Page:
Rising oil droplets in stratified flows

Collaborators: Shilpa KhatriDustin Kleckner and Francois Blanchette (UC Merced)

During the catastrophic Deepwater Horizon oil spill in 2010, about 5 million barrels of petroleum were discharged from the Macondo Well, 1,500 meters below sea level into the Gulf of Mexico. Since oil is less dense than water, we would naively have expected the oil to quickly rise to the surface and form oil slicks. However, oceanographic studies have estimated that approximately 2 million barrels1 were trapped in the deep sea, primarily in intrusion layers found at depths between 900 and 1,300 meters. These layers were observed to persist over tens of kilometers and for several months.

To this day, the fate of these intrusion layers remains unclear. A recent study4 has identified a 3,200 km2 area on the ocean floor around the well contaminated with hopane (a biomarker of crude oil), suggesting that up to 31% of the trapped oil may have ultimately sunk to the deep ocean. It has been hypothesized that the biomass resulting from the sudden development of oil-degrading bacteria may have acted as a flocculant clumping hydrocarbons into higher density aggregates.

While both the trapping process, the formation of the intrusion layers, and the long-term evolution of this trapped oil remain poorly understood, it has been demonstrated that these trapped intrusion layers are caused by the interaction of the multiphase oil plume – composed of water, dissolved hydrocarbons and small oil droplets – and the inherent oceanic density stratification. To gain a more fundamental understanding of these processes, we study oil droplets rising in density-stratified water, both computationally and experimentally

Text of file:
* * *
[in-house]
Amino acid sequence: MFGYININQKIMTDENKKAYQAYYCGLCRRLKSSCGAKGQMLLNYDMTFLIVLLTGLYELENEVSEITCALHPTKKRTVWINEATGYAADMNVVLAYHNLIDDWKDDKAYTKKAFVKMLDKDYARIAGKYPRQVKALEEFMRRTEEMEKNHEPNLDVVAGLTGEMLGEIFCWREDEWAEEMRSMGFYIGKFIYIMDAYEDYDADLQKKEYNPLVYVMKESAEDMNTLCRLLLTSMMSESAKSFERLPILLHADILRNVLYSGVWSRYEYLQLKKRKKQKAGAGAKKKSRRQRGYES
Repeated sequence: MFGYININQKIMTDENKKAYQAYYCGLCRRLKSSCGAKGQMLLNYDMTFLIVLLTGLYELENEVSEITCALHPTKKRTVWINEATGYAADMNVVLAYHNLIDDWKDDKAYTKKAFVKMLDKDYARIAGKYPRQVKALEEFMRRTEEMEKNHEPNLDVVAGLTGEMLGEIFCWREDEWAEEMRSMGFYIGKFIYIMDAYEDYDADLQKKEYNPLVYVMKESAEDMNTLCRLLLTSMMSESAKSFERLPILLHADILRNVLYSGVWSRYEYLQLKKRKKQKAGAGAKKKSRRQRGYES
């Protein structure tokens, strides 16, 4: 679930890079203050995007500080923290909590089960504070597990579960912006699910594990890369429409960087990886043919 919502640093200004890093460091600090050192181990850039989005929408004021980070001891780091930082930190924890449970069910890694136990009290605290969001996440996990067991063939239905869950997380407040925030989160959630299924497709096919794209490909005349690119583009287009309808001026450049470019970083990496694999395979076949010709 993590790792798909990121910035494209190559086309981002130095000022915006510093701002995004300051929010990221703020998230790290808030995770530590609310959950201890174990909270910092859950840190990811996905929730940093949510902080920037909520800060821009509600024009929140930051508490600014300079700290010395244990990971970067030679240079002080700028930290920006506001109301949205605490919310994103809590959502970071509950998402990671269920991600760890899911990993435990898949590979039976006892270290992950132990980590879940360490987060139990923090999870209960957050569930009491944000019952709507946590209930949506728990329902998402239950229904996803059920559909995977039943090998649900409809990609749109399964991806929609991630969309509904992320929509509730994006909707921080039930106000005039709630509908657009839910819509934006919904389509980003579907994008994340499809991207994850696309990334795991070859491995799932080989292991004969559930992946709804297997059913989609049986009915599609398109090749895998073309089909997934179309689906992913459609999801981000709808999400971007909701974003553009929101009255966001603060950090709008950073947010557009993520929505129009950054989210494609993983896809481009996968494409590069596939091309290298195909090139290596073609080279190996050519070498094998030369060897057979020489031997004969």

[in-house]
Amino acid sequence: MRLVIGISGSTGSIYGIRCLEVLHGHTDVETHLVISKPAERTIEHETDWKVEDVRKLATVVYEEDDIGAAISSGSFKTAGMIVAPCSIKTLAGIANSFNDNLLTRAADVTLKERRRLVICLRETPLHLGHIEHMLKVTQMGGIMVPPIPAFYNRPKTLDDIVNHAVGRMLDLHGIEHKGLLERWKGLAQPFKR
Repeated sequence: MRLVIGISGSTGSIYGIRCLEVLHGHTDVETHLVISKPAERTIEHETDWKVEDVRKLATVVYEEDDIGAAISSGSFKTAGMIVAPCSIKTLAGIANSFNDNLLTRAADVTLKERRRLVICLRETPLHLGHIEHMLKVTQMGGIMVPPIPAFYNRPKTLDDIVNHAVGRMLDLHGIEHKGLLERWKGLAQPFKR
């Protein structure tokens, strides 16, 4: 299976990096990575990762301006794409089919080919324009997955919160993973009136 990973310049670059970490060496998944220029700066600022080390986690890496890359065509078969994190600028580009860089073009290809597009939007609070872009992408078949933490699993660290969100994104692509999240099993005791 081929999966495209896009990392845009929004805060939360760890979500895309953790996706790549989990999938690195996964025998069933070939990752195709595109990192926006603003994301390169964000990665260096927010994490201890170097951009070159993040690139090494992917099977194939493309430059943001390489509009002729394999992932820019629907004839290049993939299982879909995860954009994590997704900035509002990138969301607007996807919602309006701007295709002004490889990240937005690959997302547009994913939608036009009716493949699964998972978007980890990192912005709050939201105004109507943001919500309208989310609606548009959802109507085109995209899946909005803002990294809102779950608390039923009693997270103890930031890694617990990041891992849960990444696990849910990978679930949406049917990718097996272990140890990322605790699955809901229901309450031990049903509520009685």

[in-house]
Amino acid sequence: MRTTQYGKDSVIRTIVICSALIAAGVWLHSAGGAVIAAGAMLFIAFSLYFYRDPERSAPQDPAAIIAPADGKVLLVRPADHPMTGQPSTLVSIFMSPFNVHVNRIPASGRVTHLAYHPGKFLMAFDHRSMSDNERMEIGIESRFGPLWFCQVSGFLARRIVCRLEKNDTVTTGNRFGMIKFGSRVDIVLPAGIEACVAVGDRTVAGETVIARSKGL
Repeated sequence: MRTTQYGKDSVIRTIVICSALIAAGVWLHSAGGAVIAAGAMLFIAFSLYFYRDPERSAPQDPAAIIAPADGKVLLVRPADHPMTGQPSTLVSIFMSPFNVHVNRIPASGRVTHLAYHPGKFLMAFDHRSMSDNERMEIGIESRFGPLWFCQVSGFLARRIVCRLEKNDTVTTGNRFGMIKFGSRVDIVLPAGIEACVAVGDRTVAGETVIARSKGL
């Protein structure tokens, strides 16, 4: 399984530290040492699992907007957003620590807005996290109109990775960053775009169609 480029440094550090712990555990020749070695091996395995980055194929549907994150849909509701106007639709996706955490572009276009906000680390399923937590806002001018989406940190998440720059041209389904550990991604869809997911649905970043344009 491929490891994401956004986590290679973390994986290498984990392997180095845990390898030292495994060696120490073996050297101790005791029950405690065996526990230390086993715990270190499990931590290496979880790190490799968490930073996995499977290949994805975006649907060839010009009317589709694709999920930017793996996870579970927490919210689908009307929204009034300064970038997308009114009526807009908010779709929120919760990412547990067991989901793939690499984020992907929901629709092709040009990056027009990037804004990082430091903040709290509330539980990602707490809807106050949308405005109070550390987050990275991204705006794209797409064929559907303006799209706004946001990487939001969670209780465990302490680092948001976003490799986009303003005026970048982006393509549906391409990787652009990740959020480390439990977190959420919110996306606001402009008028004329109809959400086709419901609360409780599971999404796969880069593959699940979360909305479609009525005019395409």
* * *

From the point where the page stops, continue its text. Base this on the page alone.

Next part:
Simulation of two different oil droplets rising through a sharp stratification.


Numerical modeling of confined active suspensions

Collaborators: David Saintillan (UC San Diego), Arvind Gopinath (UC Merced)

Publication: Geometric control of active collective motion, M Theillard, R Alonso-Matilla, D Saintillan, Soft Matter 2017

Recent experimental studies have shown that confinement can profoundly affect self-organization in semi-dilute active suspensions, leading to striking features such as the formation of steady and spontaneous vortices in circular domains and the emergence of unidirectional pumping motions in periodic racetrack geometries. Motivated by these findings, we analyze the dynamics in confined suspensions of active self-propelled swimmers using a mean-field kinetic theory where conservation equations for the particle configurations are coupled to the forced Navier-Stokes equations for the self-generated fluid flow. In circular domains, a systematic exploration of the parameter space casts light on three distinct states: equilibrium with no flow, stable vortex, and chaotic motion, and the transitions between these are explained and predicted quantitatively using a linearized theory. In periodic racetracks, similar transitions from equilibrium to net pumping to traveling waves to chaos are observed in agreement with experimental observations and are also explained theoretically. Our results underscore the subtle effects of geometry on the morphology and dynamics of emerging patterns in active suspensions and pave the way for the control of active collective motion in microfluidic devices.

Active flow in a cylindrical geometry, for increasing concentration of swimmer